At Opportunity Nation we were thrilled to hear President Obama's plan in his State of the Union address to rebuild ladders of opportunity in communities that have been left behind, strengthen pathways for young adults, and promote postsecondary educational success.
Both parties recognize that opportunity and social mobility have defined America. It is a core value of our nation that where you start in life should not determine how high you climb. But that ideal is at risk of disappearing. Today, the zip codes where people are born too often determine their destiny, and young people in other highly industrialized countries now have a better chance of moving up the economic ladder than children in America.
It is why Opportunity Nation developed the Opportunity Index, the first tool to measure opportunity at the community level. The Opportunity Index measures all 50 states and over 2,900 counties via 16 indicators, ranging from the unemployment rate, the number of primary care physicians, and high school graduation rates. Most notably, the biggest determinant of a state's Opportunity Score is the number of 16-24 year olds not connected to school or work.
In the State of the Union, President Obama powerfully addressed what the Opportunity Index already tells us - providing young adults with multiple pathways to education and a career is critical to our nation's future. Addressing the skills gap in American education, the President presented policy proposals to train more Americans for the higher-wage jobs of the future by rewarding schools that develop partnerships with colleges and employers, including an emphasis on STEM. The President pointed out a shining example of success by including a mention of Opportunity Nation's partner IBM and their P-TECH program, which provides high school training with secondary and post-secondary credentials, enabling students to get good paying technology jobs right out of high school. These credentials will be critical, given that by 2018, 63% of American jobs will require at least an associate's degree.
The President also noted that this push for higher-quality education must start with preschool. We agree, and a key element of the Opportunity Index is the percentage of children enrolled in preschool. Nationally, less than half of children age three and four attend preschool. President Obama called for every child to gain access to preschool by increasing funding for programs that are working now but can't afford to accept more students. Programs like these - programs that work, programs that save several dollars for every dollar spent -are smart investments in opportunity. We believe that they are worth making.
What we don't believe is that either party has a monopoly on good ideas about opportunity. Senator Marco Rubio's response reminded us of the power of the American Dream, and the emphasis we need to place on rebuilding the ladder of opportunity for all Americans. We agreed with several of his ideas on education reform, including, "[a] 21st century workforce should not be forced to accept 20th century education solutions. Today's students aren't only 18 year olds. They're returning veterans. They're single parents who decide to get the education they need to earn a decent wage. And they're workers who have lost jobs that are never coming back and need to be retrained." Senator Rubio echoed the same themes when he addressed over 1,200 individuals committed to restoring opportunity at the 2012 Opportunity Nation Summit. Indeed, education reform presents an area where the two parties might be able to work together to solve these issues.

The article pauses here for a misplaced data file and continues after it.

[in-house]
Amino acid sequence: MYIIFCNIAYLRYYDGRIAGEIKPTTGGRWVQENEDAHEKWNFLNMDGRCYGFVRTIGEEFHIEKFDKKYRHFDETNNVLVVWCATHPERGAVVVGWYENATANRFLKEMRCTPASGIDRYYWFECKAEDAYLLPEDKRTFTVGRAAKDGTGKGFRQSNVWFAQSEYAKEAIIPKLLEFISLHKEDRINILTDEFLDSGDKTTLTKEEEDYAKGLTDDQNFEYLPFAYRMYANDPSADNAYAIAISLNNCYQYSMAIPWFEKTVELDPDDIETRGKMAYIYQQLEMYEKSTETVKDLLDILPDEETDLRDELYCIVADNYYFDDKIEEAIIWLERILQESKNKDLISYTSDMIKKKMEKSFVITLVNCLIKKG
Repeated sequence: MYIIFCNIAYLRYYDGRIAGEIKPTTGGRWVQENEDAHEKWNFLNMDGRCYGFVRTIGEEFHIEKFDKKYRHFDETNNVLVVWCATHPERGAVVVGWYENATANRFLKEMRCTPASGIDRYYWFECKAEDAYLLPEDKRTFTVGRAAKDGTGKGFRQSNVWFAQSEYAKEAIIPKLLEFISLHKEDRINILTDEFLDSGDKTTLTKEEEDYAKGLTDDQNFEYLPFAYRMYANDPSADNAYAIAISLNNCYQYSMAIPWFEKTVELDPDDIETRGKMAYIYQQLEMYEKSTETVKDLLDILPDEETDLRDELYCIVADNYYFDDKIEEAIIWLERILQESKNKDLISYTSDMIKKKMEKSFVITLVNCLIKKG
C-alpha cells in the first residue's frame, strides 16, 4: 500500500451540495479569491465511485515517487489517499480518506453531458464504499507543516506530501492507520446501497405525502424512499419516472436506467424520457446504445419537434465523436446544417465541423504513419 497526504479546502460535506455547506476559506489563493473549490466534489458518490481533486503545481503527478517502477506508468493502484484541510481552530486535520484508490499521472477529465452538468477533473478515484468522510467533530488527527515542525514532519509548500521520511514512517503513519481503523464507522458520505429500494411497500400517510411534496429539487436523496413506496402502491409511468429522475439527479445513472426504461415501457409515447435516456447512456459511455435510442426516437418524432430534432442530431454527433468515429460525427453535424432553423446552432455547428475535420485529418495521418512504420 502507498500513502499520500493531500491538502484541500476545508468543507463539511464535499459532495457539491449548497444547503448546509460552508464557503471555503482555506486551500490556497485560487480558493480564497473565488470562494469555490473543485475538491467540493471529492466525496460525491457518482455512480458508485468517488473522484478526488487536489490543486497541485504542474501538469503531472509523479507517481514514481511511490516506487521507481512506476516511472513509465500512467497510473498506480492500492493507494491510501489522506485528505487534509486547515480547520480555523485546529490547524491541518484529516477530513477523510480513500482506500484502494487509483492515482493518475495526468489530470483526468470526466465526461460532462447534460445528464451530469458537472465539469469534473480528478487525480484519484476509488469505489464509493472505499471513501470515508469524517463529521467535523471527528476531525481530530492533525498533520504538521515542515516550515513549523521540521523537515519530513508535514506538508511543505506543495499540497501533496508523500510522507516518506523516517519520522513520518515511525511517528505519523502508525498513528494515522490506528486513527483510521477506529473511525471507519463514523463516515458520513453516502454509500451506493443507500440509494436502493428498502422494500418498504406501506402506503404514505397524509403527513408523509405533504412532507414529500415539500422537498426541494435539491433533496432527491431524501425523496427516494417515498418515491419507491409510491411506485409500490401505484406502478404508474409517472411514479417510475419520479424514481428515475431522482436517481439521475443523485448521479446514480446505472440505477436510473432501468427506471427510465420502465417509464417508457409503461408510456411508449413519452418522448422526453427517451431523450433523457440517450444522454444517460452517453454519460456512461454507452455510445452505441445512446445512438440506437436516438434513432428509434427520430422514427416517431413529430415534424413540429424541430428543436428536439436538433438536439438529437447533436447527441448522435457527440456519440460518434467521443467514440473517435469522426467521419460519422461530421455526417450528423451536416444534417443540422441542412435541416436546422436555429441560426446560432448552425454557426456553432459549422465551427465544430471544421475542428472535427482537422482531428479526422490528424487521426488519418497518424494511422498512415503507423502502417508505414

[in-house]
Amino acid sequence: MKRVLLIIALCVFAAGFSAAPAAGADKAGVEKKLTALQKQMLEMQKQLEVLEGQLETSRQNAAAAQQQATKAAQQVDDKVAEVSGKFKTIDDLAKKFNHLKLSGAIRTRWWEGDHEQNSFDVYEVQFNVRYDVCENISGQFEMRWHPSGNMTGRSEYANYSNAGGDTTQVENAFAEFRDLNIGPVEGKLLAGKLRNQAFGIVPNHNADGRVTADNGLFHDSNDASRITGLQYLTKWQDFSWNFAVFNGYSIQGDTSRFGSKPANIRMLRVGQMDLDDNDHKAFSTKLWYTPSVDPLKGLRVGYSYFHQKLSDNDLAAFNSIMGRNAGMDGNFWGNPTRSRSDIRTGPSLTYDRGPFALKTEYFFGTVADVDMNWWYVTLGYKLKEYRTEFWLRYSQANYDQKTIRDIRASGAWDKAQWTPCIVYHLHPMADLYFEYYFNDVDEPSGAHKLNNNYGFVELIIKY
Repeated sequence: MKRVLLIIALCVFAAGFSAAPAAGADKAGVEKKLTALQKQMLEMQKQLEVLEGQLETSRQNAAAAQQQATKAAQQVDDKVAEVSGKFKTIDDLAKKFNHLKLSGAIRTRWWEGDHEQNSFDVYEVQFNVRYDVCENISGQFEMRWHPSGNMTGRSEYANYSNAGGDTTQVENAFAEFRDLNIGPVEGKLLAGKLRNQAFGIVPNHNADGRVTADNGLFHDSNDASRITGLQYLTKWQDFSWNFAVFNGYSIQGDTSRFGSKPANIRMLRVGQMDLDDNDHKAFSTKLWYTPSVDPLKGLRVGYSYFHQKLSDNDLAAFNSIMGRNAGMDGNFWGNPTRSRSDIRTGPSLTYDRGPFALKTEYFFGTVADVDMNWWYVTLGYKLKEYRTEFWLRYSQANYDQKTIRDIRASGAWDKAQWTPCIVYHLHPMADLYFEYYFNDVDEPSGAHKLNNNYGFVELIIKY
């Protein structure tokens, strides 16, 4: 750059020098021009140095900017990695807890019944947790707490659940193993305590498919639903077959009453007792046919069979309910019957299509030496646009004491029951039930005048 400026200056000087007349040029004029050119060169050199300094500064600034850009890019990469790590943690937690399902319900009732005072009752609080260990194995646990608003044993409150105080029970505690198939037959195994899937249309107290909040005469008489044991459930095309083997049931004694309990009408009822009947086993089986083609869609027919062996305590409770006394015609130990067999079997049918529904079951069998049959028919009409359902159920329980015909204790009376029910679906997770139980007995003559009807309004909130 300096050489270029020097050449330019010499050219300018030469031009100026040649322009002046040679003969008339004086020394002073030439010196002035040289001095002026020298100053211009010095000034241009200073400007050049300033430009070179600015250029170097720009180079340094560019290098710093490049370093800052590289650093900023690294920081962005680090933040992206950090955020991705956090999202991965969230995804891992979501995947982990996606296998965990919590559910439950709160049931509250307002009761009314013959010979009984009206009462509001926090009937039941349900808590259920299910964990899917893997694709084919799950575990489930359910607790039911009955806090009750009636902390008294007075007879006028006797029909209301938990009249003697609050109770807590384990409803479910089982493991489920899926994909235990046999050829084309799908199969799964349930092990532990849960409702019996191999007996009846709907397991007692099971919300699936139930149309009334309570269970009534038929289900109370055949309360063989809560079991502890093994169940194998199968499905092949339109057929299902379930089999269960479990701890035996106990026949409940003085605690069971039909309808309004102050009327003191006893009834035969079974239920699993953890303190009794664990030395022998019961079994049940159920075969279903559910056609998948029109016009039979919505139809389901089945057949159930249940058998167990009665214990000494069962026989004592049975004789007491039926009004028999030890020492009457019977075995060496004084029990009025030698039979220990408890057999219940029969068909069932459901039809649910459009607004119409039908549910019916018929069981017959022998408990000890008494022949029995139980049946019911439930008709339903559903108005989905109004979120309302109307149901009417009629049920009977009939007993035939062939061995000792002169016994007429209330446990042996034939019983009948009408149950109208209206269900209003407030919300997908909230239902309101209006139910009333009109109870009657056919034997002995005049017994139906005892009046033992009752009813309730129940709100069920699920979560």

Opportunity Nation hopes that partisan bickering can be set aside in 2013 in order to address the critical broken rungs on the ladder of opportunity. Both parties agree that change needs to happen; it is time to raise Opportunity Scores in all 50 states as private sector and nonprofit leaders are already doing. Over the next several months, with the backing of our bipartisan coalition of more than 250 non-profits, businesses, faith-based organizations and community organizations, we look forward to working with the President and Congress to expand opportunity for all young adults and raise Opportunity Index scores by increasing pathways to success for all youth; providing better opportunities for college and career advancement through reauthorization of the Perkins Career and Technical Education Act; and pairing college planning support with asset development for low-income youth.
At the 2012 Opportunity Nation Summit, Senator Rubio called for all of us to work together: "Working with all of you and with my colleagues in the United States Senate [we can] ensure the next year becomes the opportunity agenda." Opportunity Nation is ready to work with Congress and President Obama to make 2013 the year of opportunity for all Americans.
This post is the first in a series co-produced by The Huffington Post and Opportunity Nation highlighting solutions to the country's growing opportunity gap. The coverage utilizes the latter's Opportunity Index, the nation's first -- and only -- tool that measures the impact a geographic place has on each individual's economic mobility. It identifies a comprehensive set of indicators that, when taken together, measure the amount of opportunities available in communities. To keep up with the coverage, click here.